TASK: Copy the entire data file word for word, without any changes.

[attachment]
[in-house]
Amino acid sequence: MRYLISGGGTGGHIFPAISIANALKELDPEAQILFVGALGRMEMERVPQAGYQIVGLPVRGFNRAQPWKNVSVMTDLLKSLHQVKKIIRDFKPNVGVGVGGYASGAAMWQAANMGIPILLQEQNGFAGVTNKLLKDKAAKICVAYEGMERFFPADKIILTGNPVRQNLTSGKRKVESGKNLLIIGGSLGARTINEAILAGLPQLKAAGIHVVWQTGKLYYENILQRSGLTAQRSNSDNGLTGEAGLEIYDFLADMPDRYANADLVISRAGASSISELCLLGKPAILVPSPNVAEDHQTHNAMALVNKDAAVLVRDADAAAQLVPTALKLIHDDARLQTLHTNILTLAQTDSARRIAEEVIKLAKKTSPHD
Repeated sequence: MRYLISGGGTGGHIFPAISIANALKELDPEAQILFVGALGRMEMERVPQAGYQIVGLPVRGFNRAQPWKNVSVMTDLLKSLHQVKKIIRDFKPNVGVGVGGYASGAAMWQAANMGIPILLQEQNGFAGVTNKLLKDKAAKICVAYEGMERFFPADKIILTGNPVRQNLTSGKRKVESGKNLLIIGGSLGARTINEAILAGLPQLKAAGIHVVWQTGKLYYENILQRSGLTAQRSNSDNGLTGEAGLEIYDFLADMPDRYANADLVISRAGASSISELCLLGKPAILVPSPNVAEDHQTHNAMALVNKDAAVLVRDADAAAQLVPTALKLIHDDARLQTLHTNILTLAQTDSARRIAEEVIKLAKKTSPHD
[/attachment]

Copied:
[in-house]
Amino acid sequence: MRYLISGGGTGGHIFPAISIANALKELDPEAQILFVGALGRMEMERVPQAGYQIVGLPVRGFNRAQPWKNVSVMTDLLKSLHQVKKIIRDFKPNVGVGVGGYASGAAMWQAANMGIPILLQEQNGFAGVTNKLLKDKAAKICVAYEGMERFFPADKIILTGNPVRQNLTSGKRKVESGKNLLIIGGSLGARTINEAILAGLPQLKAAGIHVVWQTGKLYYENILQRSGLTAQRSNSDNGLTGEAGLEIYDFLADMPDRYANADLVISRAGASSISELCLLGKPAILVPSPNVAEDHQTHNAMALVNKDAAVLVRDADAAAQLVPTALKLIHDDARLQTLHTNILTLAQTDSARRIAEEVIKLAKKTSPHD
Repeated sequence: MRYLISGGGTGGHIFPAISIANALKELDPEAQILFVGALGRMEMERVPQAGYQIVGLPVRGFNRAQPWKNVSVMTDLLKSLHQVKKIIRDFKPNVGVGVGGYASGAAMWQAANMGIPILLQEQNGFAGVTNKLLKDKAAKICVAYEGMERFFPADKIILTGNPVRQNLTSGKRKVESGKNLLIIGGSLGARTINEAILAGLPQLKAAGIHVVWQTGKLYYENILQRSGLTAQRSNSDNGLTGEAGLEIYDFLADMPDRYANADLVISRAGASSISELCLLGKPAILVPSPNVAEDHQTHNAMALVNKDAAVLVRDADAAAQLVPTALKLIHDDARLQTLHTNILTLAQTDSARRIAEEVIKLAKKTSPHD